It is said that every cloud has a silver lining. Now that the mystery of the “stolen” kidney of Mr. Kabanda Mohammad has been conclusively settled by the Medical Council, we can’t allow the dust to settle without learning a thing or two.
So, after all, it is possible for a man to live a healthy life for 25 years with only one kidney. Strange as it might sound, it is true that you don’t need a whole pair of kidneys to live and function normally; one is just enough.
Every year, there are over 30,000 people worldwide who donate their kidneys to someone else and continue to live healthy lives, pretty much like Mr. Kabanda. In fact, after six decades of successful kidney transplantation, research shows that kidney donors live out their lives fully. Their life expectancy and their lifetime risk of developing kidney failure do not differ from yours and mine. (Assuming that you have two kidneys).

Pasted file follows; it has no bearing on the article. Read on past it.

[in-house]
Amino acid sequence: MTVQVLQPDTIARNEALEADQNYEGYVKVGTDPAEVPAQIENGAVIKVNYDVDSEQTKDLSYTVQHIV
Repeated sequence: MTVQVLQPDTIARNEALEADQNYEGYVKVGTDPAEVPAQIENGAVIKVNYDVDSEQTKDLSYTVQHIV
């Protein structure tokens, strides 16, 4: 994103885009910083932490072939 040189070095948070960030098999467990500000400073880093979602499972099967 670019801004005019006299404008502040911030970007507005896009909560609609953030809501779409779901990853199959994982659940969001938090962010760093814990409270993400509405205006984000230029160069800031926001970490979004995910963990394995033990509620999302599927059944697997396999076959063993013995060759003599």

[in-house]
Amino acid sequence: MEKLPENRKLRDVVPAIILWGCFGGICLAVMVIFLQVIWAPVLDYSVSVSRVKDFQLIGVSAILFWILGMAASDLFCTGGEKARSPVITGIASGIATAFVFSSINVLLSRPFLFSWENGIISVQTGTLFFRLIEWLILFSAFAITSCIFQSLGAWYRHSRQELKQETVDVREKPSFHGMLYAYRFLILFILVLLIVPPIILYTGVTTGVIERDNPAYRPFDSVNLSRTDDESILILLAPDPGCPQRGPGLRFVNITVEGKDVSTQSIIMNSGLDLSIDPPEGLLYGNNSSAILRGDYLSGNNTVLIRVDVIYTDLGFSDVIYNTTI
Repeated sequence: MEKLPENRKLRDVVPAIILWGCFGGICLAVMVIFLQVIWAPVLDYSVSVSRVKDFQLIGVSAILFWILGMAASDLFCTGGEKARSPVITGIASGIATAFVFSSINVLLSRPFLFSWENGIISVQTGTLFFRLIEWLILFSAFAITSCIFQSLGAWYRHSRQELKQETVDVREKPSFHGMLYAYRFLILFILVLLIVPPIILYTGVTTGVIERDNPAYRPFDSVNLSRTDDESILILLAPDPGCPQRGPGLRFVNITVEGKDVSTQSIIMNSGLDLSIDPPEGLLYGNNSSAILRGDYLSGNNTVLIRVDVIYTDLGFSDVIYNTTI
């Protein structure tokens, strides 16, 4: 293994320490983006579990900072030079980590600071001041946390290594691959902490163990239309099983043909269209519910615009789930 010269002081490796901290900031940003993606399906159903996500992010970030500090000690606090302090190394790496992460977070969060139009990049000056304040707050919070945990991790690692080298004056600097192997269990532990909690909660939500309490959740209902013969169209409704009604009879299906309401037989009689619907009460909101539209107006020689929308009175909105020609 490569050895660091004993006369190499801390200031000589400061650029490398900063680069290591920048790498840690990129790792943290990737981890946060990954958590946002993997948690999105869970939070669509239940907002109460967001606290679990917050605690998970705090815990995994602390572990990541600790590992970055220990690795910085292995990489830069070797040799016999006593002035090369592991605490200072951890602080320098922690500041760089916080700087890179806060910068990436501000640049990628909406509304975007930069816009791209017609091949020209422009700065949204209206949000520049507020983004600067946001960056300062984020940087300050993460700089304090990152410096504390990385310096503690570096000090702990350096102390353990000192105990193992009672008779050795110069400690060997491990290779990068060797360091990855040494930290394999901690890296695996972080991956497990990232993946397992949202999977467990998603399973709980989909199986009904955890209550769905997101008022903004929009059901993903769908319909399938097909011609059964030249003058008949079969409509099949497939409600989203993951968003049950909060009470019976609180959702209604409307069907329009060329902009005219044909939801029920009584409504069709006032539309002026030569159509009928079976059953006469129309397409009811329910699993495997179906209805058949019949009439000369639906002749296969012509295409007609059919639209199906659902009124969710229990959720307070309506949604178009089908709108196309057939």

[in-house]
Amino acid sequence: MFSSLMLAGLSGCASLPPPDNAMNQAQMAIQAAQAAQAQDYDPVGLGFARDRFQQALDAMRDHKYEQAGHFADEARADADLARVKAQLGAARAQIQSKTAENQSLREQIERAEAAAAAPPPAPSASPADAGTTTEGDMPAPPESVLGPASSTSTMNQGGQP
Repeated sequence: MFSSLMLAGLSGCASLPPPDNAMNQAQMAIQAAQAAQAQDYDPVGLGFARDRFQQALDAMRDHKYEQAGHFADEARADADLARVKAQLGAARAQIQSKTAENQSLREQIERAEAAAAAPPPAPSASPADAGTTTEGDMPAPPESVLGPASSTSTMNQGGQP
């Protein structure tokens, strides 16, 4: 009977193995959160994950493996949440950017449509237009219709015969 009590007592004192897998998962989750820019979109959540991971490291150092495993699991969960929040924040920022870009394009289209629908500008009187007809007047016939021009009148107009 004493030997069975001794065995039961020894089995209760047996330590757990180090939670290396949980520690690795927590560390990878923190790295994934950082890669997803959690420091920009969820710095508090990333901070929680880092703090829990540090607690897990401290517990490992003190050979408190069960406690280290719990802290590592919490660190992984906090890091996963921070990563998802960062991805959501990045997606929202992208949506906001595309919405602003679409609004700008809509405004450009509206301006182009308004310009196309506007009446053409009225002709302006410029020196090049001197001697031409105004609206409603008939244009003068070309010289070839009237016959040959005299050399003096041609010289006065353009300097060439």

But with a bit of scientific knowledge, this should not be so surprising. A single kidney is a collection of up to a million mini-filters designed to remove waste and excess water, control the production of red blood cells and regulate blood pressure, among other functions.
Upon removal of one kidney, the remaining kidney compensates for the functions of the removed kidney by filtering faster and more efficiently so that the donor suffers no deficit in function. In the long term, it may even grow bigger. Because of these seamless compensations, living donors generally rate their experience positively; 80-97% of donors say they would have donated again in retrospect.
Following the passage of the Human Organ Donation and Transplant Bill 2022 by Parliament last month, it won’t be long till kidney transplant services commence in Uganda. And knowing that there are over 390 Ugandans on dialysis due to chronic kidney disease, soon your relative or friend will ask you to donate them a kidney.
So, now that you are armed with the science, would you donate a kidney?